To improve your experience on Lilly TrialGuide, please use the latest version of Chrome, Firefox, Safari, or Internet Explorer, with JavaScript enabled.
This website is not optimized for your browser, as configured.
Participation

Clinical Trial Design: Parallel and Crossover Studies

WhatisaCrossoverStudy FeatureImage 29Jan2019

“Before a new drug or biologic can be marketed, its sponsor must show, through adequate and well-controlled clinical studies, that it is effective.” That directive comes from the U.S. FDA as a statement of purpose for why companies like Lilly invest in research for potential new medications. What constitutes an “adequate and well-controlled” clinical study is the subject of hundreds of pages of federal regulation, international guidelines and statistical proposals. In short, a study that is well-controlled is designed to compare two or more groups of people, with at least one of the groups taking the investigational drug (often called the study drug).

The way the groups get compared varies, depending on the study design. The most common design is called a parallel study. Participants are randomly assigned to treatment arms. Each treatment arm could include a particular dose of the study drug, a placebo or a standard of care treatment. Patients then remain in that same treatment arm throughout the course of the study. The challenge with a parallel study is that people dislike the possibility of receiving placebo, so it could be a deterrent for them to sign up to participate.

Another way of comparing groups in a research study is by using a crossover study design. This approach randomly assigns participants to one group, who then “crossover" to another treatment arm during the course of the trial. This means that even if they are initially put into a placebo group, they will also eventually receive the study drug or standard of care during the trial. Often, a washout period is used to ensure data integrity. The washout period is a predetermined amount of time during which patients receive no treatment. This period reduces carryover effects from the previous treatments and helps researchers determine whether the outcome of the study is due to the effects of the study drug.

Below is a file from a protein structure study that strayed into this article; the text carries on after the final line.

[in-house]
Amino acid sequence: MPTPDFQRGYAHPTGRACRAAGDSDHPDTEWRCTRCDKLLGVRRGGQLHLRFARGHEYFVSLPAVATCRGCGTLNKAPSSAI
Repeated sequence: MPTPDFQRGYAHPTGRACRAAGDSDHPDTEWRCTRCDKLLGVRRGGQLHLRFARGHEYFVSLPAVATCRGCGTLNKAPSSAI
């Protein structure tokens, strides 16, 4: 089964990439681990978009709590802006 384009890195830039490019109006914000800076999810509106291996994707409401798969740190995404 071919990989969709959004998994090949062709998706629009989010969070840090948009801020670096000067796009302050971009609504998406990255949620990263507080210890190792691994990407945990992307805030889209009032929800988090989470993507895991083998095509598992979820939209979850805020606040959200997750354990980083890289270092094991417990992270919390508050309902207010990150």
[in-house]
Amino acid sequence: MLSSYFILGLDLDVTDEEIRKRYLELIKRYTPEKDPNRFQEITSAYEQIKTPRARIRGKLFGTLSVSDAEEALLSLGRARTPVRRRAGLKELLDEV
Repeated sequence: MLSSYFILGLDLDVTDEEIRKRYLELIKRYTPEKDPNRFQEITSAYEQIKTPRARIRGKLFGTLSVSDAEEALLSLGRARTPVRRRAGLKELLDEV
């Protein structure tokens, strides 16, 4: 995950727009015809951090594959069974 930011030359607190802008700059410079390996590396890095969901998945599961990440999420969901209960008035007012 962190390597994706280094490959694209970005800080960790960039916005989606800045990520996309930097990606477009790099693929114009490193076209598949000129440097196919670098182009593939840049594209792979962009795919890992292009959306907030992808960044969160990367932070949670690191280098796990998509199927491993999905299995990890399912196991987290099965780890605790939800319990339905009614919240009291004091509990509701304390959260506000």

Crossover studies typically require fewer patients than a parallel study since each patient acts as his or her own control, meaning that they receive both the study drug as well as the placebo or standard of care treatment. However, crossover studies can take longer to complete since patients will receive multiple treatments during the trial.

Check out pictorial depictions of these different study designs in the infographic below. (Long-time readers of our blog may recognize the infographic from an earlier post on LillyPad.)

WhatisaCrossoverStudy Infographic 29Jan2019

Understanding clinical research can help you make an informed decision about whether to participate in a clinical trial. Beyond this short list of questions to consider, would having a better understanding of the study design help you make an informed decision? If so, what other information about study designs might be helpful? Drop us a line on Twitter to let us know!

Tags: Clinical Trial Design, Infographic,

Recent Articles

Magnifying glass looking over a piece of paper

Clinical Trial History: Being Transparent in Research

Leigh Anne Naas Headshot
Leigh Anne Naas
October 16th, 20192 minute read

In the long-evolving process of clinical research, the most recent focus is transparency. Explore more in this infographic.

Rik standing next to his mom Anu at conference

Following Your Dreams with IBD: Tips from the Experts

Susan Gilchrist Headshot
Susan Gilchrist
September 16th, 20194 minute read

Read tips from a patient and caregiver expert for how to achieve your dreams while managing a chronic disease like IBD.

Chalkboard graphic

Chalking Up Components of Clinical Research

Leigh Anne Naas Headshot
Leigh Anne Naas
August 19th, 20192 minute read

In clinical research, who needs to know what, and when and how do they get that information? Check out our overview.

melissas-hope-featured-image

Melissa's Hope

LTGBlogAuthors GuestAuthorIcon 20July2018
Guest Author
August 5th, 20194 minute read

In part two of this two-part guest blog series, Brendan shares the experience he and his wife Melissa had as clinical trial participants.

Clinical Trial Design Across the Ages

Clinical Trial History: Clinical Trial Design Across the Ages

Leigh Anne Naas Headshot
Leigh Anne Naas
August 2nd, 20192 minute read

Clinical trials have evolved over the millennia to be more complex and more specific in the goals and outcomes they measure.